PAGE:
These are the cars that inspired the lovely new Ferrari Daytona SP3 | Top Gear
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BBC TopGear

These are the cars that inspired the lovely new Ferrari Daytona SP3

The new Daytona stands on the shoulders of racing giants

  • 330 P3

    Ferrari 330 P3

    Stylistic references to the Daytona-winning Ferrari 330 was pretty much guaranteed by the name, so to find the new Daytona has the same wraparound windscreen and targa roof as its racing forebear is hardly a shock. The same rear-mid-engine layout means the sinuous lines of the wheel arches rise above the height of the bonnet and door line. Perfectly functional, yes, but also flipping pretty.

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  • 330 P4

    Ferrari 330 P4

    To say the 330 P3 and P4 looked alike would be like saying identical twins look alike. But when you have a shape like the P3, would you really rush to change it? Small changes included a slightly shorter chassis, better suspension and a more powerful engine. Just to confuse the issue, Ferrari ran cars with P4 engines in P3 chassis, which is how we get a 330 P3/4 winning Daytona.

  • 312 P

    Ferrari 312 P

    Similar visual cues here – high haunches, low nose and wraparound canopy. But the 312 P’s most successful cars were coupes, not targas. And Porsche pretty comprehensively blew the 312 P out of the water with the 908. But that doesn’t mean you can’t reference the spectacular styling – we’re thinking the front vents do a fine homage to the 312 P Berlinetta’s NACA ducts.

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  • 512 S

    Ferrari 512 S

    Ferrari’s insistence on open-top endurance racers is... well, ‘admirable’ is the closest word to what we’re thinking. Nevertheless, the 512 S Spyder – as driven by John Surtees in the 1000km of Nurburgring – is a captivating thing and a fine piece of Ferrari to reference.

  • 512 M

    Ferrari 512 M

    For those not already familiar, a capital M at the end of a Ferrari stands for Modificata, or that it’s been modified. It could be argued that it’s also a tacit admission that the original car wasn’t good enough, but we’ll leave that where it is. In any case, the 512 M got better brakes, better suspension, better fuel economy and more power. As for the shape, it’s very much still a gorgeous 512, just lower and more aerodynamic. The Daytona’s long-deck tail has to have at least some basis in the 512 M’s delectable derriere, no?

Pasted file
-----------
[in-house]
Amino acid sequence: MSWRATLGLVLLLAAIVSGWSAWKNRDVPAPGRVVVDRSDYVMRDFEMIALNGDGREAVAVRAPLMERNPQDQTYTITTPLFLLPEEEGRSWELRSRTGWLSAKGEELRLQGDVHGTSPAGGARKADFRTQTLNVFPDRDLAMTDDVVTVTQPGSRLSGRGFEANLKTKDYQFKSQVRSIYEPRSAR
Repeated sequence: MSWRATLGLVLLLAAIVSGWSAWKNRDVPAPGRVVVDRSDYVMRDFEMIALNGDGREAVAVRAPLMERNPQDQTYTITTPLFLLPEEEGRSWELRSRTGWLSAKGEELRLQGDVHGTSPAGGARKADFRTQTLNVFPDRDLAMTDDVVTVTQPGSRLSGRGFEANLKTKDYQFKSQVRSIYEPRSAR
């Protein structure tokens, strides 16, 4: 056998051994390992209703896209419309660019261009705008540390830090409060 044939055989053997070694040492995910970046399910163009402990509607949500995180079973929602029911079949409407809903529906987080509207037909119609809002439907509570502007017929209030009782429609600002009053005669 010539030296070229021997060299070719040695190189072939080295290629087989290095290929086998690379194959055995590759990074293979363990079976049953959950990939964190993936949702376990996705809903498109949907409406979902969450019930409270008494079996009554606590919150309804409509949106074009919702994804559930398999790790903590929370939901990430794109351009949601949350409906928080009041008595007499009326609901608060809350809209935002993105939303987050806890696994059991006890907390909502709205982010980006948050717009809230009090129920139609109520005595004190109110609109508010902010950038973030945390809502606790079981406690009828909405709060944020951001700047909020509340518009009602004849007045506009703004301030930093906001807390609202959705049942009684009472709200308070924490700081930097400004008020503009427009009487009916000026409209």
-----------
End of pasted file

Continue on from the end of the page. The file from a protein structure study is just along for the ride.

• 350 Can-Am

    Ferrari 350 Can-Am

    The 350 Can-Am is actually a 330 P4 that’s been rejigged and press-ganged into service in the Canadian-American Challenge Cup. But, ironically enough for Ferrari, the 4.2-litre V12 – as far as the 330’s engine could go and still hold together – just wasn’t big or powerful enough to compete with the big-displacement Can-Am cars. If only there was a second competition for prettiest on the parc ferme, no?

  • ... and, surely, the Testarossa?

    Ferrari Testarossa

    Ferrari hasn’t mentioned it, but surely, surely, there’s more than a little of the glorious Eighties Testarossa about the new Daytona, no? You can’t just put strakes on a Ferrari and not give us flashbacks to fleeing the cops in the original Need for Speed in... well, what else?

    And yes, fine – it’s more likely a nod to Pininfarina’s 250 P5 concept. But it’s like the old saying: if you hear hooves, you think Ferrari Testarossas. Or something like that.

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  • No love for the original Daytona?

    Ferrari 365 GTB/4

    Well, nothing official, anyways. Which is likely because what you, we and most everyone knows as the Daytona was never christened as such by Ferrari – the official nomenclature is Ferrari 365 GTB/4. Then there’s the inescapable fact that the not-Daytona was front-engined and the new, official Daytona is mid-engined. And, as our man Barlow puts it, “Ferrari is pathologically opposed to retro".

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